Misk Art Week kicks off with Kingdom’s first-ever life painting classes

Special Misk Art Week kicks off with Kingdom’s first-ever life painting classes
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The life drawing and painting gatherings are one of the most popular events taking place during Misk Art Week. (Supplied)
Special Misk Art Week kicks off with Kingdom’s first-ever life painting classes
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The life drawing and painting gatherings are one of the most popular events taking place during Misk Art Week. (Supplied)
Special Misk Art Week kicks off with Kingdom’s first-ever life painting classes
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The life drawing and painting gatherings are one of the most popular events taking place during Misk Art Week. (Supplied)
Special Misk Art Week kicks off with Kingdom’s first-ever life painting classes
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The life drawing and painting gatherings are one of the most popular events taking place during Misk Art Week. (Supplied)
Special Misk Art Week kicks off with Kingdom’s first-ever life painting classes
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The life drawing and painting gatherings are one of the most popular events taking place during Misk Art Week. (Supplied)
Special Misk Art Week kicks off with Kingdom’s first-ever life painting classes
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The life drawing and painting gatherings are one of the most popular events taking place during Misk Art Week. (Supplied)
Special Misk Art Week kicks off with Kingdom’s first-ever life painting classes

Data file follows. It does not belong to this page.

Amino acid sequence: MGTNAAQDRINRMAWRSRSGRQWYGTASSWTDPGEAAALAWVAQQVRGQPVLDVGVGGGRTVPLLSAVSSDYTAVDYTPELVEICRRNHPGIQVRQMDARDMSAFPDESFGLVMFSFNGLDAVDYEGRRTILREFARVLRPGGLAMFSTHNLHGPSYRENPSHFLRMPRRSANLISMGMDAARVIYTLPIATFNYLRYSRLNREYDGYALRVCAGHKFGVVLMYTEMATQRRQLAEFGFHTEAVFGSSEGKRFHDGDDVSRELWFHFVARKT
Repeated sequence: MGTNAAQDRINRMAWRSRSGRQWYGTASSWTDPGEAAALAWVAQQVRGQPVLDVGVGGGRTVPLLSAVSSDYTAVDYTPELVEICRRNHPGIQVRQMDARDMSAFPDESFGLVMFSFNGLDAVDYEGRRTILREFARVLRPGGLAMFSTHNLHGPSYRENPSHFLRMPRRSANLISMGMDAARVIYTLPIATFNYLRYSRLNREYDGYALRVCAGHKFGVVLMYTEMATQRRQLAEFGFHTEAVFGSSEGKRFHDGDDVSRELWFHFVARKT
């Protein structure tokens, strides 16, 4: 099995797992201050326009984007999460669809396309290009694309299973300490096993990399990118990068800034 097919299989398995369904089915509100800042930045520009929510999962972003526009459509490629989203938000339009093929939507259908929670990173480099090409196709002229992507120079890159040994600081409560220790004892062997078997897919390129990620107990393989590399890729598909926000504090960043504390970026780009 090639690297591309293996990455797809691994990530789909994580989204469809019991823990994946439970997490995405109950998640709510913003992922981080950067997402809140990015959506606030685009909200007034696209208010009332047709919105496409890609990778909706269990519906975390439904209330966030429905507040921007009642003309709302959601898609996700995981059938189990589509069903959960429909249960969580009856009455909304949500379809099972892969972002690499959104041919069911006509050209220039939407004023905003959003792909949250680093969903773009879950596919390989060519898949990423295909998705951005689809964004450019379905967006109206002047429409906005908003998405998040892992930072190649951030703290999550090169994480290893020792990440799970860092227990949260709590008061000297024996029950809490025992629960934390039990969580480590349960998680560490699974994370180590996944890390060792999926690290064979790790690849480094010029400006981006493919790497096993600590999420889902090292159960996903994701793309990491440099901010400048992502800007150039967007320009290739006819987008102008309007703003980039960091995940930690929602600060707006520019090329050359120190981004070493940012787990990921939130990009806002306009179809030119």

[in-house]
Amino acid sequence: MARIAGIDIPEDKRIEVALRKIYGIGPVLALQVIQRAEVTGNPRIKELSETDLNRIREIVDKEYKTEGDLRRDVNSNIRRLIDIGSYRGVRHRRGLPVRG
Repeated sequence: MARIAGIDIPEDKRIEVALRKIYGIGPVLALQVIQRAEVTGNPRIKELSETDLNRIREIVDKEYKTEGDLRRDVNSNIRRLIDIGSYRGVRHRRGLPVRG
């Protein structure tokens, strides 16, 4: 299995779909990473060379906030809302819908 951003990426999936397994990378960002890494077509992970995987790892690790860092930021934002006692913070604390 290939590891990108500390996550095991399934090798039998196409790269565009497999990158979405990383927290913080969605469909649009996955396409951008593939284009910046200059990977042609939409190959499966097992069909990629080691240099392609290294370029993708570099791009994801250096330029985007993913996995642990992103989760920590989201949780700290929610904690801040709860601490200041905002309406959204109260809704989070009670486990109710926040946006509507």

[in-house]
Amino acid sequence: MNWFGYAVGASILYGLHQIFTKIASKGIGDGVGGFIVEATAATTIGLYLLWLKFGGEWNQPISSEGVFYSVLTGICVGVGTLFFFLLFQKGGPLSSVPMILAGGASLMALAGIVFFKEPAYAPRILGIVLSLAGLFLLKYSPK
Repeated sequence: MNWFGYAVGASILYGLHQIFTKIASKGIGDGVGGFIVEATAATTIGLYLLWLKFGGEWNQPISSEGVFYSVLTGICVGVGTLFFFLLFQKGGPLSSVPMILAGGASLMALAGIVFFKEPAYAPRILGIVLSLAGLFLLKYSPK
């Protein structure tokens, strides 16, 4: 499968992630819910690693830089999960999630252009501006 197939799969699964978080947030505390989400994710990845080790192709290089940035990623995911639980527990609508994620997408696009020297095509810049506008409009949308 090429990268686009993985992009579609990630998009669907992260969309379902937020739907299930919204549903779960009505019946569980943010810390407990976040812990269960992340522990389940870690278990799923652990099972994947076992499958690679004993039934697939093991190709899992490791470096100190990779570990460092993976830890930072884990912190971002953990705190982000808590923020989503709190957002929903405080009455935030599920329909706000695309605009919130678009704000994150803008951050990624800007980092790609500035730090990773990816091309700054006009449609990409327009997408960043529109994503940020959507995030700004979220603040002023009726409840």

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The life drawing and painting gatherings are one of the most popular events taking place during Misk Art Week. (Supplied)
Special Misk Art Week kicks off with Kingdom’s first-ever life painting classes
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The life drawing and painting gatherings are one of the most popular events taking place during Misk Art Week. (Supplied)
Special Misk Art Week kicks off with Kingdom’s first-ever life painting classes
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The life drawing and painting gatherings are one of the most popular events taking place during Misk Art Week. (Supplied)
Special Misk Art Week kicks off with Kingdom’s first-ever life painting classes
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The life drawing and painting gatherings are one of the most popular events taking place during Misk Art Week. (Supplied)
Special Misk Art Week kicks off with Kingdom’s first-ever life painting classes
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The life drawing and painting gatherings are one of the most popular events taking place during Misk Art Week. (Supplied)
Special Misk Art Week kicks off with Kingdom’s first-ever life painting classes
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The life drawing and painting gatherings are one of the most popular events taking place during Misk Art Week. (Supplied)
Special Misk Art Week kicks off with Kingdom’s first-ever life painting classes
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The life drawing and painting gatherings are one of the most popular events taking place during Misk Art Week. (Supplied)
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Updated 10 December 2022

Misk Art Week kicks off with Kingdom’s first-ever life painting classes

Misk Art Week kicks off with Kingdom’s first-ever life painting classes
  • Huthaifa Hejazi was invited by Misk Art Institute to supervise a group of aspiring Saudi and foreign artists focused on life drawing
  • Huthaifa Hejazi: It is a big step for us to host live painting and drawing here, and I am trying to do everything I can to support the community

Huthaifa Hejazi is hosting Riyadh’s first gathering for public life drawing during Misk Art Week’s sixth edition, which launched on Wednesday.

An interior designer and an artist, Hejazi, 33, was invited by Misk Art Institute to supervise a group of aspiring Saudi and foreign artists focused on life drawing.